20 years ago, this might have been achieved by wiring a series of relays up to the ringer of a carphone. These days, it’s a little more sophisticated – a GSM/GPRS module is connected to an Arduino Nano. When an incoming call is detected, the gate is opened. After a 3 minute wait, the gate is once again closed.
[bredman] suffered some setbacks during the project, due to the vagaries of working with serial on the Arduino Nano and the reset line on the A6 GSM module. However, overall, the gate was a simple device to interface with, as like many such appliances, it has well-labelled and documented pins for sending the gate open and close signals.
[bredman] was careful to design the system to avoid unwanted operation. The system is designed to always automatically close the gate, so no matter how many times the controller is called, the gate will always end up in a closed state. Special attention was also paid to making sure the controller could gracefully handle losing connection to the mobile network. It’s choices like these that can make a project much more satisfying to use – a gate system that constantly requires attention and rebooting will likely not last long with its users.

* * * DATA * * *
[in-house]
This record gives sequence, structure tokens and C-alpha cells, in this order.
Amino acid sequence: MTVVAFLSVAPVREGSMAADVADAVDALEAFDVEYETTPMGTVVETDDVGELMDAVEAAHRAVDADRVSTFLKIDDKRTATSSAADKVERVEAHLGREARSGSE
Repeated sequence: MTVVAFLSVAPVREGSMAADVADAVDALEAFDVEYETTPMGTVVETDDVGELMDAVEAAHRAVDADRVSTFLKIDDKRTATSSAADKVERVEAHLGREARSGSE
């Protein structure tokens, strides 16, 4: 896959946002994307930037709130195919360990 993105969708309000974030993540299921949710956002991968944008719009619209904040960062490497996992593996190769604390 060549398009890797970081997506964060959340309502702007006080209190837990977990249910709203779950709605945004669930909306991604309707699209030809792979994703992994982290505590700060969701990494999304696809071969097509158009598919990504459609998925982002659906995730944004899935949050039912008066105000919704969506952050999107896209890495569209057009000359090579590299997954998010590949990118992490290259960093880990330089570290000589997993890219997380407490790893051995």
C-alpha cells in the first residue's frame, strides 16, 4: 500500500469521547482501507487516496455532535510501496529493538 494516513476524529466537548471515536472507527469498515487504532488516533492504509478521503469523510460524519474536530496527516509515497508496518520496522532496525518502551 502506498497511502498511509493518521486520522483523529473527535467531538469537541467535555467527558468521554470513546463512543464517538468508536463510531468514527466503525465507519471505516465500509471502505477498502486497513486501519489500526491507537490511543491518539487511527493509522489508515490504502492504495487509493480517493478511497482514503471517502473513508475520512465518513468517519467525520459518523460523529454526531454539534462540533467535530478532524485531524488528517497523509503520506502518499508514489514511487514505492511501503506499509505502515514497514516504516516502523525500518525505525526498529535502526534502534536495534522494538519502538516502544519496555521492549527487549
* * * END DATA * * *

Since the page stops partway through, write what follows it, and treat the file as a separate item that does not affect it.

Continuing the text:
Overall, it’s a great project that shows how accessible such projects are – with some carefully chosen modules and mastery of serial communications, it’s a cinch to put together a project to connect almost anything to the Internet or mobile networks these days. For a different take, check out this garage door opener that logs to Google Drive.
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